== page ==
Kolkata: The large-scale defection of municipal councillors and some legislators on Tuesday from the Trinamool Congress to the BJP may only be a trailer of the big picture that could unfold in West Bengal in the coming months, with state opposition leaders calling it the beginning of the end of the Mamata Banerjee-led outfit.
Two Trinamool MLAs — BJP leader Mukul Roy’s son Subhrangshu Roy and Tushar Kanti Bhattacharya, the latter still officially a Congress legislator despite having ditched the party to join the Trinamool in 2016 — one CPI-M legislator Debendra Nath Roy and over 50 councillors of three municipalities joined the saffron outfit in Delhi during the day.
The immediate impact of the desertions is the Trinamool has lost control of the boards in Halishahar, Naihati and Kanchrapara municipalities in North 24 Parganas district. Halishahar and Kanchrapara are part of the Bijpur assembly segment, represented by Subhranghsu Roy. Naihati is a separate Assembly constituency.
All three municipalities are part of the Barrackpore Lok Sabha seat, from where another defector from Trinamool to BJP, Arjun Singh, emerged victorious in the recent elections.
Bahubali leader Singh, a four-time Trinamool legislator from Bhatpara, in fact added to his former party’s misery during the day, as he organised the defection of eight Trinamool councillors of Bhatpara municipality to the BJP.
The BJP, which now has 19 councillors in the 35-member municipality, is now set to capture the board.
That makes it the loss of four municipalities on a single day, the second biggest shocker for Mamata Banerjee after the Lok Sabha election setback.
But what could have further raised the blood pressure of Trinamool leaders is BJP leader Mukul Roy’s comment that within the next two-three months, his party would take over 55-60 municipalities in the state.
Coming from once considered an expert in engineering defections, the remarks could be an indicator of how the political scene could unravel in the coming days.
Besides the two MLAs who joined on Tuesday, the names of a lot of Trinamool legislators are floating around as potential BJP recruits. Among them are Sabyasachi Dutta, Siuli Saha, Shilbhadra Dutta, Gautam Das and Sunil Singh. While the two Duttas and Saha are considered Mukul Roy loyalists, Singh is a relative of the new Barrackpore MP.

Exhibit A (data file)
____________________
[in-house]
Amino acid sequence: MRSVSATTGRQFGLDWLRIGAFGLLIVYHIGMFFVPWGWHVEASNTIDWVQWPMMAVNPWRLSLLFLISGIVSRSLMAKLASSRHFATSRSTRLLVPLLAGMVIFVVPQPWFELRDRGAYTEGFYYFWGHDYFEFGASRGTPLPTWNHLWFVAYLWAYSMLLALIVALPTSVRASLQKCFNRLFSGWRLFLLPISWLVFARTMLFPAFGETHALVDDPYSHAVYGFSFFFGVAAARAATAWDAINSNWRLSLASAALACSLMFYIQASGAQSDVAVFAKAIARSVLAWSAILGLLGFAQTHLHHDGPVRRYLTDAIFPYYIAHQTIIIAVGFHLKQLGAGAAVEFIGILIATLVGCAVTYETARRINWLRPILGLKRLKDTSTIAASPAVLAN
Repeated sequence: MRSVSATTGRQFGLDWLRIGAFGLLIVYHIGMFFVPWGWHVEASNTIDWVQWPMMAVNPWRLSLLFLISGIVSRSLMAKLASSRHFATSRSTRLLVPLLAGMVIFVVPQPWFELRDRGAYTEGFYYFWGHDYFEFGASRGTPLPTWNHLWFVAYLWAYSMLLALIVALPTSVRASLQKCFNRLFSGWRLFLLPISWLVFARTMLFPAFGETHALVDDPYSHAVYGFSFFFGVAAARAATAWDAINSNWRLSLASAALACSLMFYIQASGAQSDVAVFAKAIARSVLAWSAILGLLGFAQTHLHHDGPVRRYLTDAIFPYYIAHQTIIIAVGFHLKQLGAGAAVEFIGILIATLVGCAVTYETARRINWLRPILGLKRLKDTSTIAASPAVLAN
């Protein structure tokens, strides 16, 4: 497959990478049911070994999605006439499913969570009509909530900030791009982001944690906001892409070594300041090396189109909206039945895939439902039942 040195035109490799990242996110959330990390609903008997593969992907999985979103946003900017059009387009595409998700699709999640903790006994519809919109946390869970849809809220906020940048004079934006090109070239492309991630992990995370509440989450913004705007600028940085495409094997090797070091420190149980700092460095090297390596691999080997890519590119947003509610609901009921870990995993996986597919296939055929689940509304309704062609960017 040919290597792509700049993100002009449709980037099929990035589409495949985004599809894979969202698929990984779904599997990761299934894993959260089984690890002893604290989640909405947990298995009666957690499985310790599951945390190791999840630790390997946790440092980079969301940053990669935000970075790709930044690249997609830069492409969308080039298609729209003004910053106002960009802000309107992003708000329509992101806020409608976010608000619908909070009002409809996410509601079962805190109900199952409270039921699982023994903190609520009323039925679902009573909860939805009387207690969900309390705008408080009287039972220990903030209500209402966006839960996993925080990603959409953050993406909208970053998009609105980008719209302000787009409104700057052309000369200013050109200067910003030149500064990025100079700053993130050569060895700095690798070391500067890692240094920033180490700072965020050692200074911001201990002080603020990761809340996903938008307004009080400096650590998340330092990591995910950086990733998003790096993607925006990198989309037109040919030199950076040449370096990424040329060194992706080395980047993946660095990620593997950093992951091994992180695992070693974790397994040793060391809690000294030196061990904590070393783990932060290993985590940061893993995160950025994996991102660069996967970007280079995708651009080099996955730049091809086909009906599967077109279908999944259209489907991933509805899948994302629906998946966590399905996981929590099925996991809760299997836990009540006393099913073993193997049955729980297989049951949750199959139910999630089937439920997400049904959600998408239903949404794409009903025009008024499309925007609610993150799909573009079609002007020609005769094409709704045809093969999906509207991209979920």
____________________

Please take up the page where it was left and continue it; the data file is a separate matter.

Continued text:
Speaking off the record, Trinamool leaders express apprehensions of a deluge of defections from their ranks in the coming days.
In fact, senior minister and Kolkata mayor Firhad Hakim inadvertently described the deep crisis the Trinamool faces when he likened his party to a “ship rocked in the face of a storm” while comparing the deserters to “rats”.
“When a ship is rocked in the face of a storm, the rats jump into the sea without knowing their fate. The same is happening now. We are sure, those who are joining (BJP) are being forced to do so,” he said.
But Congress Rajya Sabha member Pradip Bhattacharya and CPI-M state secretariat member Shyamal Chakraborty were not ready to shed tears for Trinamool.
Bhattacharya recalled the way the Trinamool had poached MLAs, municipal councillors, panchayat functionaries from CPI-M and the Congress in the past to take control of elected bodies.
“They are being paid back in their own coin. The Trinamool had started its journey and consolidated itself by breaking the Congress. Now it has started coming apart. And that is natural,” Bhattacharya told IANS.
“Trinamool will collapse fast,” Chakraborty told Media.
However, state Congress vice president Om Prakash Mishra had a different take. “BJP’s expansionism could not only be socially divisive and politically destabilising, it would also have negative consequences for the state. I condemn the forced and dangerous expansionism of BJP facilitated by the employment of ill-gotten wealth of the BJP leadership,” he told IANS.